As the winner of the Eastern Conference in two of the last four years, the veteran Boston Celtics entered the Eastern Conference Finals as an underdog to last year’s Eastern Conference champion, the Miami Heat. After an impressive performance in Game 1 and then handing Boston a demoralizing overtime loss in Game 2, the Miami Heat looked to take the proverbial torch from Boston as the team to reign supreme in the East for the next several years to come. The Celtics run as the team to beat in the Eastern Conference appeared over. The end of Boston’s “Big 3″ looked to be a reality.
Since then, Boston has rallied to win three straight games and will have Game 6 at home on Thursday night. The Celtics are one win away from returning to the NBA Finals for a third time in five years, but while Boston has a golden opportunity to wear the East crown yet again, a major changing of the guard has already taken place.
With a team as athletic and talented as Miami, the Heat could still take the series. The changing of the guard however, is an internal one with the Boston Celtics. It’s no secret that the trio that has become known as the “Big 3″ isn’t getting any younger. The Big 3 of Paul Pierce, Ray Allen and Kevin Garnett are a combined 106 years old, but have still each managed to come up big in the conference finals. But the Big 3 are actually now 2,3, and 4 on the Celtics’ roster. As accomplished as the trio of Pierce, Allen and Garnett are, point guard Rajon Rondo has taken over as “the guy” on the team.
The Boston Celtics are now Rondo’s team. He may not be the scoring leader, the emotional leader or the vocal leader, but he is the floor general and he’s now without a doubt, Boston’s best player. It’s been Rondo who has been not just the best Celtics’ best player, but the best player in the series thus far. If the Celtics are to hoist an 18th championship banner, it will be won on Rondo’s shoulders.
Rajon Rondo was the starting point guard on the Boston team that won the title in 2008, but may have been the worst player in the starting lineup. Rondo was to the 2008 Celtics as Trent Dilfer was to the 2000 Baltimore Ravens. He was never called on to win the game for his team, but it was vital that he didn’t lose it. That is no longer the case with Rondo; the Big 3 are still coming up big for Boston, but almost everything that the Celtics get on offense comes through Rondo.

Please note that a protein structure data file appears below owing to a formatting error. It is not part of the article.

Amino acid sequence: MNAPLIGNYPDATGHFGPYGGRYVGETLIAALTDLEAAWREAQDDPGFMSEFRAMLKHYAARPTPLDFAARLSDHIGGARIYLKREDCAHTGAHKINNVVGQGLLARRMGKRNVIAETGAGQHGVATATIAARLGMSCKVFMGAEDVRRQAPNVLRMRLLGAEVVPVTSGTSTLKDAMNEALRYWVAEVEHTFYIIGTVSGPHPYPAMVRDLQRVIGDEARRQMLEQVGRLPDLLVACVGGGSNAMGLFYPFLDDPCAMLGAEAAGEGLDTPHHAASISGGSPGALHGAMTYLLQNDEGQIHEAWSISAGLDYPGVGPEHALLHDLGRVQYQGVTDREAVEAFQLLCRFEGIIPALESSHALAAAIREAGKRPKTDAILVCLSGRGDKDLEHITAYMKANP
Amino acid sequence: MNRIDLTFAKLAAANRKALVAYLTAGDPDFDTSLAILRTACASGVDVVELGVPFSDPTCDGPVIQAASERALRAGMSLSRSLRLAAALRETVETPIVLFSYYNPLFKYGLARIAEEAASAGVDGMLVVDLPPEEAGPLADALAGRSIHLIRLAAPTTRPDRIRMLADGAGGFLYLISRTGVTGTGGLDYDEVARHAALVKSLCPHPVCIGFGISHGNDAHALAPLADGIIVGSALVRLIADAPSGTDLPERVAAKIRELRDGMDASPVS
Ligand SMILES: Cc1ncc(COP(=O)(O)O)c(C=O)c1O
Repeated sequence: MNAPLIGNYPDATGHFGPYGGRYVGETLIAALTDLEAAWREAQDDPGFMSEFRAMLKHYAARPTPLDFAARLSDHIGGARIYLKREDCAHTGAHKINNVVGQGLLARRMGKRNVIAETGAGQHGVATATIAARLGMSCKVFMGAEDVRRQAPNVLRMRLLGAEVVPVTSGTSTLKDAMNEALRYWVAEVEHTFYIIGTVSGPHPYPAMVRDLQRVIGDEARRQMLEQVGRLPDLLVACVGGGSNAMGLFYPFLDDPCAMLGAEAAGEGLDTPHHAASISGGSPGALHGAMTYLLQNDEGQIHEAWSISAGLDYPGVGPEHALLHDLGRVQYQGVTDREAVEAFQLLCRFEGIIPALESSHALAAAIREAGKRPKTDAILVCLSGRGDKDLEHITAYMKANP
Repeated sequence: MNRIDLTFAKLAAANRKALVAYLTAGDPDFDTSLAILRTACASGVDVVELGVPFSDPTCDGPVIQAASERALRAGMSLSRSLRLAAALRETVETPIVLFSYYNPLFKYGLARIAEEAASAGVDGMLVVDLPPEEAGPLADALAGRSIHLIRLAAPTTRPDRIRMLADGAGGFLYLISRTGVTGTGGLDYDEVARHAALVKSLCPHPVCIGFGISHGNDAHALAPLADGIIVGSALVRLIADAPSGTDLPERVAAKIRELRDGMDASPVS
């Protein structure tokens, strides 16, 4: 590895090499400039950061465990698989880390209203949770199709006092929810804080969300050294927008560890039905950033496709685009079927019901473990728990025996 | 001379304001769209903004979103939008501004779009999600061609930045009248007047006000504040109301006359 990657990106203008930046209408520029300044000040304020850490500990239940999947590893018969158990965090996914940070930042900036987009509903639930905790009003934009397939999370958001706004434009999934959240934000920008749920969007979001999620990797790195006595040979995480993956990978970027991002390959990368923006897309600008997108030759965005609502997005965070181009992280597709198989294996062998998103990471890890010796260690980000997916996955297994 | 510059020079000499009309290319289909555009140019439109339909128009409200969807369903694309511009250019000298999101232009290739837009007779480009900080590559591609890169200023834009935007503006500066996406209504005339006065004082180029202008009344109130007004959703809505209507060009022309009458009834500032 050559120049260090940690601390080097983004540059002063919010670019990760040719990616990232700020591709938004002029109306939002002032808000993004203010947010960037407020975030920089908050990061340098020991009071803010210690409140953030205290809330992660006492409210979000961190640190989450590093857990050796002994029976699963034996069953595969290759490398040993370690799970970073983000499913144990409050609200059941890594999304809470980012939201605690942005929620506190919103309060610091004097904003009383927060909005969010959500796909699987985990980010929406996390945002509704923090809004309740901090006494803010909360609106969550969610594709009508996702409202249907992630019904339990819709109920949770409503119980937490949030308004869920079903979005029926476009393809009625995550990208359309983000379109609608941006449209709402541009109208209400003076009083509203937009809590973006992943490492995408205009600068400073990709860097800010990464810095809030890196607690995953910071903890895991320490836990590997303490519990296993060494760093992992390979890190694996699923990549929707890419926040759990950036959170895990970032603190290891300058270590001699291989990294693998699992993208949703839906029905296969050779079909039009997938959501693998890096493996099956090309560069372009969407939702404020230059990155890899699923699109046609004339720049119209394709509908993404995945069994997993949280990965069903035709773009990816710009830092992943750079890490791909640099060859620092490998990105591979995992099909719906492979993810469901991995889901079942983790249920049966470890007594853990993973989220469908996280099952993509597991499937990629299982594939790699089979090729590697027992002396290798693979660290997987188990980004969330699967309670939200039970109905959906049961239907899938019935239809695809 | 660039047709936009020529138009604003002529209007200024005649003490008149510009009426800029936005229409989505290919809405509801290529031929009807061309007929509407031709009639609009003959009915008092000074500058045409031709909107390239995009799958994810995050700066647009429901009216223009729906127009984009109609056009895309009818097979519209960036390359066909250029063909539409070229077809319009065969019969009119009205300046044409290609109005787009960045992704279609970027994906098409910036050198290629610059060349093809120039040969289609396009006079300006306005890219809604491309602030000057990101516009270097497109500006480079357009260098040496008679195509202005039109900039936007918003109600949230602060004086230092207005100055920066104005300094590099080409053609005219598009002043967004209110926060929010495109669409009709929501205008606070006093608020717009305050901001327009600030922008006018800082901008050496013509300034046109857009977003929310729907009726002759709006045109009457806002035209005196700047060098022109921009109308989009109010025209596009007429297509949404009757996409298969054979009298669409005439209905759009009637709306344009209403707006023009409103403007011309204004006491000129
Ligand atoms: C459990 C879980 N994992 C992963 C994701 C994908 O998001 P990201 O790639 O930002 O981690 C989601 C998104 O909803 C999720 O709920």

That fact that Miami has had to put LeBron James on Rondo late in the game proves that the Heat know that they have no answer for Rondo. The Big 3 however, know that for their last run at a championship to become a reality, Rondo will be the answer. Through five games in the Eastern Conference Finals, no player has come up bigger than Rondo.
Rondo nearly willed Boston to victory in Game 2 with a career-high 44 points and all 12 overtime points for the Celtics before his rally fell short. Rondo got Boston out and running in Game 3 before finishing with 21 points and 10 assists. In Game 4, it was Rondo’s runner in overtime that put the Celtics ahead for good and in Game 5, it was a hustle play when the game mattered most that sparked a Boston comeback.
The Miami Heat opened the fourth quarter of Game 5 on an 18-7 run and with a 78-72 lead midway through the final period, things looked to be slipping for the Celtics. After Brandon Bass’ dunk was blocked by Dwyane Wade, a loose ball that could have led to a Miami fast break was tipped away from James by Rondo. The tip resulted in a perfect pass from Rondo to Mickael Pietrus who calmly knocked down an open three. From there on out, the Celtics stole momentum and eventually Game 5.
The over-the-hill team that was taken to seven games by the 8th-seeded Philadelphia 76ers is now the odds on favorite to be headed back to the NBA Finals in what most believe will be the last hurrah for the Big 3. If the Celtics are able to take home another title this year, the trio of Pierce, Allen and Garnett will go down with the great Celtics’ teams of the past. One thing however is for certain, the Celtics’ future lies with Rajon Rondo.
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